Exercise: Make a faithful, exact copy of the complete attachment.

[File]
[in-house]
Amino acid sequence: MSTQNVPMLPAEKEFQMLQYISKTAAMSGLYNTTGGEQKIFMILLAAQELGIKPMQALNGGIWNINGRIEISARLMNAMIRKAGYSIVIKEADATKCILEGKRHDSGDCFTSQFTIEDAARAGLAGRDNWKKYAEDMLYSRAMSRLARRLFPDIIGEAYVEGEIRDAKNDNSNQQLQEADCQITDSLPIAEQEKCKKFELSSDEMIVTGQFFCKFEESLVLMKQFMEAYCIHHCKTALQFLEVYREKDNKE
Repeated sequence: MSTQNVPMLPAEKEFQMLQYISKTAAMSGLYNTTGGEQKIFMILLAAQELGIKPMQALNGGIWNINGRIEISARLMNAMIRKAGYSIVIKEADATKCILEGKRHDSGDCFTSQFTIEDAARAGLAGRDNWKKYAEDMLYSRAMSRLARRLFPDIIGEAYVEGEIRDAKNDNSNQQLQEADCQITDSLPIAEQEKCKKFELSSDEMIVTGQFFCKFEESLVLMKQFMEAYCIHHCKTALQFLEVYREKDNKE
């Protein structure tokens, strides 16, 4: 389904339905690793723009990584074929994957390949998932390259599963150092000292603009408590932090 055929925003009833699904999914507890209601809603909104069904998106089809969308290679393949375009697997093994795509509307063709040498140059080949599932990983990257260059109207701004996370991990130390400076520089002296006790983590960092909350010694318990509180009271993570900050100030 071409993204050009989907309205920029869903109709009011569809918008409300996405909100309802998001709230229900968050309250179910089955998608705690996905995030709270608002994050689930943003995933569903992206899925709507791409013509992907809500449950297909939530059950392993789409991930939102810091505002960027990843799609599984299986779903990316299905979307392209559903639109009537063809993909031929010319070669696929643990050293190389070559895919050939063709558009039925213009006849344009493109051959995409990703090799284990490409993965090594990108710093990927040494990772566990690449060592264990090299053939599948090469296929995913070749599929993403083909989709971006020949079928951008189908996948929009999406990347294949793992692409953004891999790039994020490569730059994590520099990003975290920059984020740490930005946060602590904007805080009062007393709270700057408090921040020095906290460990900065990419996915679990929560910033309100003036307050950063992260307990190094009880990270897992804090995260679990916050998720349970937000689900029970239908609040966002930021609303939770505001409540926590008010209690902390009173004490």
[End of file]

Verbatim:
[in-house]
Amino acid sequence: MSTQNVPMLPAEKEFQMLQYISKTAAMSGLYNTTGGEQKIFMILLAAQELGIKPMQALNGGIWNINGRIEISARLMNAMIRKAGYSIVIKEADATKCILEGKRHDSGDCFTSQFTIEDAARAGLAGRDNWKKYAEDMLYSRAMSRLARRLFPDIIGEAYVEGEIRDAKNDNSNQQLQEADCQITDSLPIAEQEKCKKFELSSDEMIVTGQFFCKFEESLVLMKQFMEAYCIHHCKTALQFLEVYREKDNKE
Repeated sequence: MSTQNVPMLPAEKEFQMLQYISKTAAMSGLYNTTGGEQKIFMILLAAQELGIKPMQALNGGIWNINGRIEISARLMNAMIRKAGYSIVIKEADATKCILEGKRHDSGDCFTSQFTIEDAARAGLAGRDNWKKYAEDMLYSRAMSRLARRLFPDIIGEAYVEGEIRDAKNDNSNQQLQEADCQITDSLPIAEQEKCKKFELSSDEMIVTGQFFCKFEESLVLMKQFMEAYCIHHCKTALQFLEVYREKDNKE
């Protein structure tokens, strides 16, 4: 389904339905690793723009990584074929994957390949998932390259599963150092000292603009408590932090 055929925003009833699904999914507890209601809603909104069904998106089809969308290679393949375009697997093994795509509307063709040498140059080949599932990983990257260059109207701004996370991990130390400076520089002296006790983590960092909350010694318990509180009271993570900050100030 071409993204050009989907309205920029869903109709009011569809918008409300996405909100309802998001709230229900968050309250179910089955998608705690996905995030709270608002994050689930943003995933569903992206899925709507791409013509992907809500449950297909939530059950392993789409991930939102810091505002960027990843799609599984299986779903990316299905979307392209559903639109009537063809993909031929010319070669696929643990050293190389070559895919050939063709558009039925213009006849344009493109051959995409990703090799284990490409993965090594990108710093990927040494990772566990690449060592264990090299053939599948090469296929995913070749599929993403083909989709971006020949079928951008189908996948929009999406990347294949793992692409953004891999790039994020490569730059994590520099990003975290920059984020740490930005946060602590904007805080009062007393709270700057408090921040020095906290460990900065990419996915679990929560910033309100003036307050950063992260307990190094009880990270897992804090995260679990916050998720349970937000689900029970239908609040966002930021609303939770505001409540926590008010209690902390009173004490």